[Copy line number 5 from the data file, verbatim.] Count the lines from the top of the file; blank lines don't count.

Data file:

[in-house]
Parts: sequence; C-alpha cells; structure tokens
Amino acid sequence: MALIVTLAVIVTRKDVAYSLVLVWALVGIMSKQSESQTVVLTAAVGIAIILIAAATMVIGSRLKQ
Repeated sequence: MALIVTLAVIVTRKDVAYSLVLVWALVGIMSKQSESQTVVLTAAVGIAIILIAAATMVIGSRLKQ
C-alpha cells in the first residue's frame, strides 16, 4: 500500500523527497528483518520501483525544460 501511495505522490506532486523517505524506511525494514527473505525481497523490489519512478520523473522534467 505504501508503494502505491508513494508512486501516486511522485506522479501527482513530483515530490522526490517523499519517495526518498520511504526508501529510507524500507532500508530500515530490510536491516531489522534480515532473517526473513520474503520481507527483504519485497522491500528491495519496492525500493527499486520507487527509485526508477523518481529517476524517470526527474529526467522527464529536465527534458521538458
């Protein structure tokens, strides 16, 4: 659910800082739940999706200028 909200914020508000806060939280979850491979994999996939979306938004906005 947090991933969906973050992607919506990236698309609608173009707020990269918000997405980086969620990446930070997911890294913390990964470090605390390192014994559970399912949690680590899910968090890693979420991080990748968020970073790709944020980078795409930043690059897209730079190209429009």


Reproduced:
C-alpha cells in the first residue's frame, strides 16, 4: 500500500523527497528483518520501483525544460 501511495505522490506532486523517505524506511525494514527473505525481497523490489519512478520523473522534467 505504501508503494502505491508513494508512486501516486511522485506522479501527482513530483515530490522526490517523499519517495526518498520511504526508501529510507524500507532500508530500515530490510536491516531489522534480515532473517526473513520474503520481507527483504519485497522491500528491495519496492525500493527499486520507487527509485526508477523518481529517476524517470526527474529526467522527464529536465527534458521538458